RE: Memes Meta-Memes and Politics 1 of 3 (1988, updates 2002)

From: Vincent Campbell (
Date: Wed Feb 13 2002 - 13:40:20 GMT

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    From: Vincent Campbell <>
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    Subject: RE: Memes Meta-Memes and Politics 1 of 3 (1988, updates 2002)
    Date: Wed, 13 Feb 2002 13:40:20 -0000
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            <<<I don't see any reason to make such fine differentiations. It is
    > all minor variations on a theme of the big alpha male in the sky.>>>
            <<The reason for differentiation all comes from whether you argue
    > memes can be beliefs, ideas, or artefacts/behaviours. Some think that all
    > three are memes. Those of us in the last group though don't accept 'belief
    > in god' or the 'idea of god' to be memes at all. They are already well
    > described as beliefs and ideas respectively for us g-meme supporters.>>
            <The only common factor of memes is the information. Using baseball
    as an
    > example, the meme is contained in the brains of those who know how to
    > play,
    > in rule books, could be contained in video tape. Any of these sources
    > could be used to teach a group of children how to play.>
            Well, the lsit has done the baseball thing a few times, and there is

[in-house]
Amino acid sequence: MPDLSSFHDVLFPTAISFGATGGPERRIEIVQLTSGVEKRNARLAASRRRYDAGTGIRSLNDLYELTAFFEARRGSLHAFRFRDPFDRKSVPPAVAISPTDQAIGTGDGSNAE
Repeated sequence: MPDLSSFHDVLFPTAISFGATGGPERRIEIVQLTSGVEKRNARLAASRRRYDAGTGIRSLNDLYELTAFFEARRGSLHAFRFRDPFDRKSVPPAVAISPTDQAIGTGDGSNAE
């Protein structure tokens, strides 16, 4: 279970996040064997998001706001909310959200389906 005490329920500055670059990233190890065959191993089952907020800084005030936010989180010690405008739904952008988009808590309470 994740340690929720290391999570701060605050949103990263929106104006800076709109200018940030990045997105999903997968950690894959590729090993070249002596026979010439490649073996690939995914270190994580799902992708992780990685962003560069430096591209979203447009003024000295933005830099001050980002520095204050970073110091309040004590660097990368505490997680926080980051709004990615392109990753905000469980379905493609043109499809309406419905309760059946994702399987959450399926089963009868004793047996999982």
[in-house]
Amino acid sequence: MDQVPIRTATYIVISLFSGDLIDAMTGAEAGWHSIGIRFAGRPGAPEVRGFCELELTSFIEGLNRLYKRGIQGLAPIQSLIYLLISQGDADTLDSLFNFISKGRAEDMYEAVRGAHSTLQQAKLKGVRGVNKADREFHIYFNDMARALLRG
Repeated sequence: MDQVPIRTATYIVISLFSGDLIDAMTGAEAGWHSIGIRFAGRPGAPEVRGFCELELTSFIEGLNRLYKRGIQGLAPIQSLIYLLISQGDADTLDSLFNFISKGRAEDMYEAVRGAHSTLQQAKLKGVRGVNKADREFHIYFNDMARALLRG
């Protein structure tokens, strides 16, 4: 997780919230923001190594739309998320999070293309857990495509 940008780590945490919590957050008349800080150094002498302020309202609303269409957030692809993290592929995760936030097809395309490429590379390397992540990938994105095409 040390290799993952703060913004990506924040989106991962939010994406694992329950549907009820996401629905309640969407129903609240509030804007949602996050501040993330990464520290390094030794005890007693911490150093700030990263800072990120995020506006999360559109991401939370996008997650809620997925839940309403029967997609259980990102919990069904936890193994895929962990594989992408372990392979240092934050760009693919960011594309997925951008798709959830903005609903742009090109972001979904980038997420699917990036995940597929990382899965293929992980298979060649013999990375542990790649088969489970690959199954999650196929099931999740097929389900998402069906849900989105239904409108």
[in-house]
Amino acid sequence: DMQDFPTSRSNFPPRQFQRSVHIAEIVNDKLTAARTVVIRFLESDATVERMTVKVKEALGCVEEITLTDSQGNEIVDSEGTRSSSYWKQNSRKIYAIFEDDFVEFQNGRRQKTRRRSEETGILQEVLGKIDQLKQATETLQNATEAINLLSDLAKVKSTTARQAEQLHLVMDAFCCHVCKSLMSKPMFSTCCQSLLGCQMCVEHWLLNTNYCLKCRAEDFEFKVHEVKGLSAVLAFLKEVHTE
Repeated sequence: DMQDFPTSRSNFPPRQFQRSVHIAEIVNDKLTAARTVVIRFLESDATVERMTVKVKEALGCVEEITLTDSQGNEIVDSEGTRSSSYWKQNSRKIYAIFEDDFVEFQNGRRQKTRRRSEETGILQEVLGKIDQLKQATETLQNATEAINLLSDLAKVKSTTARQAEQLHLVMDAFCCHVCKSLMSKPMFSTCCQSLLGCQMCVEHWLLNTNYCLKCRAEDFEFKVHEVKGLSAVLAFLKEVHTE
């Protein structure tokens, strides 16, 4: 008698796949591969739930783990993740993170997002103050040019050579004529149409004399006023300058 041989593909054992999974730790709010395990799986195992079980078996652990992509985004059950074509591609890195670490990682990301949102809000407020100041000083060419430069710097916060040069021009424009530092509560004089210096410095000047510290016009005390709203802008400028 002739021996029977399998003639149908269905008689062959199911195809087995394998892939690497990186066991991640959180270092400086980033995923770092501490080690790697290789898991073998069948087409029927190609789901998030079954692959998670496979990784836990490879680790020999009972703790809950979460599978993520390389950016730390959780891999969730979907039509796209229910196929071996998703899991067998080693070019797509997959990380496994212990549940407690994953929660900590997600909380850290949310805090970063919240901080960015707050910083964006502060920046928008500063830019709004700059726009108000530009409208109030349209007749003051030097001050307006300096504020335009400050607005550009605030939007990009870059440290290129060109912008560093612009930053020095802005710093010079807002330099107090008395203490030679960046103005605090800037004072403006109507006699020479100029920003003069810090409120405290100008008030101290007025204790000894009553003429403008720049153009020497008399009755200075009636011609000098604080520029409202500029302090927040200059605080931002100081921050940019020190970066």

certainly no agreement on where the 'baseball' meme sits, and I for one
    don't see it in people's brains. For reasons why, I still haven't see any
    better argument than that put by Derek Gatherer in the journal.

            <"God" is a component of most western religious memes (or schemes of

    > memes--I don't find the distinction very useful). As such it is
    > replicated
    > well over a billion times. As I have mentioned before in my discussions
    > of
    > baseball, one way to determine that a person "has" a meme is to see if
    > they
    > can teach it. As is rather well known :-) this is certainly a feature of
    > cult or religious class memes.>
            Do they have to teach it well or badly- get the rules right or not?
    What is satisfactory evidence of successful teaching?

            <Sorry I missed the earlier discussion. I find it very had to
    imagine an
    > understanding of memes which would leave out religious memes.>
            They're not left out, but it's the religions (that is their written
    doctrines, buildings clothing, and ritual behaviours) that are the memes,
    not the beliefs. I have a bible sitting at home, but belief in it has never
    sat in my home (well not in me anyway).


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